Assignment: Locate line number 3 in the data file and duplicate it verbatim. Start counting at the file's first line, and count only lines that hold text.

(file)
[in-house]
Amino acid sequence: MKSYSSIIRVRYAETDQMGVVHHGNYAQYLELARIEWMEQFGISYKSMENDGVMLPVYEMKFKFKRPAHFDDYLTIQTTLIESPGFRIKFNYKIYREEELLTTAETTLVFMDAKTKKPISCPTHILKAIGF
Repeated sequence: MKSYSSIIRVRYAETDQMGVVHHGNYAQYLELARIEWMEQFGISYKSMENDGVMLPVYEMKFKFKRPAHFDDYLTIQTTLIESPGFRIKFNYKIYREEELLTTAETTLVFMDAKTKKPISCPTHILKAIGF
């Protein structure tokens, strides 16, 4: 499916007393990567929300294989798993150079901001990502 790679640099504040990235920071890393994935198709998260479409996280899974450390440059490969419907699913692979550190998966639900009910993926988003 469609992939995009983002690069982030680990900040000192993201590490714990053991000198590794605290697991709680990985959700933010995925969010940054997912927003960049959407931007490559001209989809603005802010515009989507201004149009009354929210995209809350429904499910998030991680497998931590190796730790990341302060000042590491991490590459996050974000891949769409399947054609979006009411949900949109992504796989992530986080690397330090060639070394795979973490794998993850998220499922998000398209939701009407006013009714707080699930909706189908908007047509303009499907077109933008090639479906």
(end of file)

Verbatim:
Repeated sequence: MKSYSSIIRVRYAETDQMGVVHHGNYAQYLELARIEWMEQFGISYKSMENDGVMLPVYEMKFKFKRPAHFDDYLTIQTTLIESPGFRIKFNYKIYREEELLTTAETTLVFMDAKTKKPISCPTHILKAIGF